The biographical information should contain short biographies of the applicant and co-applicants and their areas of expertise.

The Letter of Intent should be saved as a single PDF document, and uploaded to NSERC’s secure portalbefore the deadline.

Note that details concerning proposals that are successful at the LOI stage will be published on NSERC’s Web site.

Review Procedures and Selection Criteria

A multidisciplinary international committee will review the Letters of Intent. The review process at the LOI stage is intended to select those proposals that best fit the program objectives and best address the LOI review criteria with an emphasis on the merit of the proposal. The review criteria are as follows:

  • merit of the research proposal;
    • novelty of the proposed approach
    • potential to be transformative and have high international impact
    • potential to create new fields of research
    • potential to extend and/or complement national and international work in the area
    • appropriateness of the methods and approaches (including handling of data and resources) in terms of the research objectives
    • feasibility of the research given the projected resources and time-lines
    • degree of integration across disciplines and with international collaborators
    • relevance to the end users identified, including potential application beyond the field of genomics
    • anticipated outcomes and benefits to the wider community
  • excellence of the applicants and complementarity of expertise;
  • potential for value-added training of highly qualified personnel.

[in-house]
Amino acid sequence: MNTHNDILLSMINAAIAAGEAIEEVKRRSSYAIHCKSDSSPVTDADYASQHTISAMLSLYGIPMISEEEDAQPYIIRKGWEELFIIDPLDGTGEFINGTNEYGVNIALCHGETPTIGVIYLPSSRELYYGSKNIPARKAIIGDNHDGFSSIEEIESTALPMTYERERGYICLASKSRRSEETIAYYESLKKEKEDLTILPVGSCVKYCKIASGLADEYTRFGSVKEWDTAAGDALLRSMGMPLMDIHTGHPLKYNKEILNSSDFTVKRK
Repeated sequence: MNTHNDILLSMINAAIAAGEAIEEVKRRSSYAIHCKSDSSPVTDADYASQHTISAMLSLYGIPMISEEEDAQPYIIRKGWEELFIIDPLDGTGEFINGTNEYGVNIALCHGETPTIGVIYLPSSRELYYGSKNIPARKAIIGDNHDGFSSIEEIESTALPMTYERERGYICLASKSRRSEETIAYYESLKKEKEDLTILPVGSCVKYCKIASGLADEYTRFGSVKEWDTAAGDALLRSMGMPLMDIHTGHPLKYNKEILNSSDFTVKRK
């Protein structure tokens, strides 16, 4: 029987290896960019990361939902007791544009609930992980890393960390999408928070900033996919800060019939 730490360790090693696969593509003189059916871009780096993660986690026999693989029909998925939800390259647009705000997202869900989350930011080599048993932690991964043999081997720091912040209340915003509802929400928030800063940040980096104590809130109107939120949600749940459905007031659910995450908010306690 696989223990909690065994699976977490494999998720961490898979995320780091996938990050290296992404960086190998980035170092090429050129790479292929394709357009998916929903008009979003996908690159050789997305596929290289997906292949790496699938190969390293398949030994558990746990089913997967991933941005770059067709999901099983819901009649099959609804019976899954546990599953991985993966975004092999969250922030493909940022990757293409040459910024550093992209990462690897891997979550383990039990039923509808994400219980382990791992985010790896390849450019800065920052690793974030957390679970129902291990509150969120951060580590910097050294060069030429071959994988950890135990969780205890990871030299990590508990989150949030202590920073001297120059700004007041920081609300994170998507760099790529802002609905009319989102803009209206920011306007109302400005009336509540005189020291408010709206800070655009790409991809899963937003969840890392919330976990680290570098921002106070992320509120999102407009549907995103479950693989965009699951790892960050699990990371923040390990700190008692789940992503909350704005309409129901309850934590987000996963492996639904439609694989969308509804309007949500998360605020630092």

Full Proposals

Content

Applicants who are invited to submit a full proposal will be given further instructions on submission details at the time of invitation.

Review Procedures and Selection Criteria

Full proposals will be reviewed through a rigorous independent peer review process, undertaken by a multidisciplinary international committee, to assess their eligibility, research merit and potential for benefits to the research community as well as to ensure that sound management and financial practices are implemented. Excellence in terms of the review criteria at the very highest of international standards must be demonstrated for funding to be awarded to the most meritorious proposal.

The applications will be reviewed using the following criteria. Please note that the descriptive phrases that follow the criteria below are not all-inclusive.

Research Proposal

  • Research Context and Originality
    • To what extent does the proposed research lead, extend and/or complement national and international work in the area?
    • To what extent does the proposed research reflect creative, original thinking?
    • To what extent is the research relevant to the end users identified?
    • To what extent will the proposed tools or methodologies increase the productivity of genomics research?
    • To what extent could the proposed research have an impact beyond the field of genomics research?
  • Research Plans
    • How appropriate are the methods and approaches (including handling of data and resources) in terms of the research objectives?
    • How feasible is the research given the projected resources and timelines?
  • Research Expertise
    • How appropriate is the expertise of the research team in terms of realizing the research goals?
    • How effectively will the project bring together expertise from complementary disciplines?
  • Research Environment
    • How suitable are the available facilities and equipment?

Benefits

  • Deliverables
    • To what extent have the applicants identified appropriate deliverables in terms of their potential to have practical applicability to the research community?
    • What is the probability that the deliverables will be realized by the end of the funding period?
  • Expected Benefits
    • How significant are the anticipated benefits described in the proposal to the genomics community?